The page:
Do We Take Pleasure, or Do We Scoop It Up?

The hidden roots of the Yiddish-American expression “to shep nakhes.



July 11 2018
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Bill Morris of San Diego has sent me a lengthy e-mail whose main points I will try to summarize. They concern the Yiddish expression shepn nakhes, to derive pleasure or satisfaction from something, an expression used by many American Jews in its English form of “to shep nakhes.” “She’s shepping nakhes from her son at Harvard Law School,” “They’re looking forward to having grandchildren to shep nakhes from”—who of us hasn’t said or heard such things? Mr. Morris, who has done both, has a confession to make and a question to ask.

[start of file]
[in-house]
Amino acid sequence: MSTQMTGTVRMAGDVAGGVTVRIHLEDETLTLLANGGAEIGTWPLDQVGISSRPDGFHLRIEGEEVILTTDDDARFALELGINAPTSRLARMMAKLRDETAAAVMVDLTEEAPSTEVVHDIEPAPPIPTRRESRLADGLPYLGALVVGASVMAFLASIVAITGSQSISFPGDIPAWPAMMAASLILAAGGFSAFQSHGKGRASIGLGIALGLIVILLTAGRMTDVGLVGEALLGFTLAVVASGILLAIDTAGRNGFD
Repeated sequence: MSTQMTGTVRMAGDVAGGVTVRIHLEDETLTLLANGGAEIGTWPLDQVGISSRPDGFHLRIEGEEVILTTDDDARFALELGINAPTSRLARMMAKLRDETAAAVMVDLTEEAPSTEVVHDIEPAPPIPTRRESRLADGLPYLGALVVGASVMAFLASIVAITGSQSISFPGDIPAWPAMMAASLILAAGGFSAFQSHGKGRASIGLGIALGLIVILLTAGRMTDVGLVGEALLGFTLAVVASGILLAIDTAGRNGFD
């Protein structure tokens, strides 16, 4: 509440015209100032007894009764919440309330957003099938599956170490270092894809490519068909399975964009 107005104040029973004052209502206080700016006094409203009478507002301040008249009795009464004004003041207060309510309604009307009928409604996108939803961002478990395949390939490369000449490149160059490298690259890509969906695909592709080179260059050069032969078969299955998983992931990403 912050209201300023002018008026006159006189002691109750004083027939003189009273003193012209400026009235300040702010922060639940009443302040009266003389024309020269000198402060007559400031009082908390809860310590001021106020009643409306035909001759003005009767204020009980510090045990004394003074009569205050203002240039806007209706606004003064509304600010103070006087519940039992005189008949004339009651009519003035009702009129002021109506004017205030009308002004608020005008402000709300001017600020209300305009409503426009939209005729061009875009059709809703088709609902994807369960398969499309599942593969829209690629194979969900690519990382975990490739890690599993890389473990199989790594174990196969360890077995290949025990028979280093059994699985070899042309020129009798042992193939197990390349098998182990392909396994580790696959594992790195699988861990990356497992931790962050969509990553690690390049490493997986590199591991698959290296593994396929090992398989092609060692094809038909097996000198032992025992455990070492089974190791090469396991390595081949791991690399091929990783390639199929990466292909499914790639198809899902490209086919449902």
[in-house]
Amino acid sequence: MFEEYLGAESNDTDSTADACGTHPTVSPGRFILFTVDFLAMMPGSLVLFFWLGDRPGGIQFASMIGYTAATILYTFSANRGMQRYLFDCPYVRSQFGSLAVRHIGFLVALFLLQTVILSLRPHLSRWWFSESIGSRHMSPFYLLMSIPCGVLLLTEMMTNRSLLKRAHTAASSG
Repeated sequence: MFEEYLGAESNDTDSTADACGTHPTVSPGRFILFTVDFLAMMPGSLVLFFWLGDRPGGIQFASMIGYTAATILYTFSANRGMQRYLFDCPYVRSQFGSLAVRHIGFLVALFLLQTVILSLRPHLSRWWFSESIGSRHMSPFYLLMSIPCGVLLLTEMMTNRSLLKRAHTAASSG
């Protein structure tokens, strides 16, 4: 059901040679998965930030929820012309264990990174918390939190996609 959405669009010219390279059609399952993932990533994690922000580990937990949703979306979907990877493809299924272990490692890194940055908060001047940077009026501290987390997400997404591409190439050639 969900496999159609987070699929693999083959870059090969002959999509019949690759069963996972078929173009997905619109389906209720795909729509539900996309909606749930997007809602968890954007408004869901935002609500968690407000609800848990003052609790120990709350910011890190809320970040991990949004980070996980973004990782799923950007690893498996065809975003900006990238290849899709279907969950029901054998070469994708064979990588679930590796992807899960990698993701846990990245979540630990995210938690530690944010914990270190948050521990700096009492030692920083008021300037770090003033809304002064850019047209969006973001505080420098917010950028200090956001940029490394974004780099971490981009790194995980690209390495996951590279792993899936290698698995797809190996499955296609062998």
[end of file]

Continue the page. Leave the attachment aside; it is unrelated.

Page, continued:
The confession is that, until recently, he had thought that nakhes referred only to pleasure derived from one’s offspring. It took a fellow member of his synagogue, he writes, to inform him that nakhes can come from anything. One can get it from a job, a book one has read, or a compliment one has received. True, another common Yiddish expression, nakhes fun kinder, means “nakhes from children,” but this doesn’t exclude other kinds of nakhes. Moreover, the phrase is often invoked ironically to mean its opposite, as in an exchange like:

“Did you hear about Betty’s grandson?”

“No. What?”

“He’s in a rehab center.”

Nakhes fun kinder!

Nakhes comes from Hebrew naḥat, a word found in the Bible. The root behind it is the verb la-nu’aḥ, to rest or be at peace, and the word occurs in verses like Ecclesiastes 4:6, which the King James Version translates as, “Better is a handful of quietness [naḥat] than both hands full of travail and vexation of spirit.” If pleasure is the absence of pain, as Epicurus famously stated, then mental or emotional pleasure is the absence of mental or emotional pain, and mental or emotional pleasure is what naḥat or naḥat ru’aḥ, peace of mind, came to mean in the post-biblical Hebrew of the rabbis.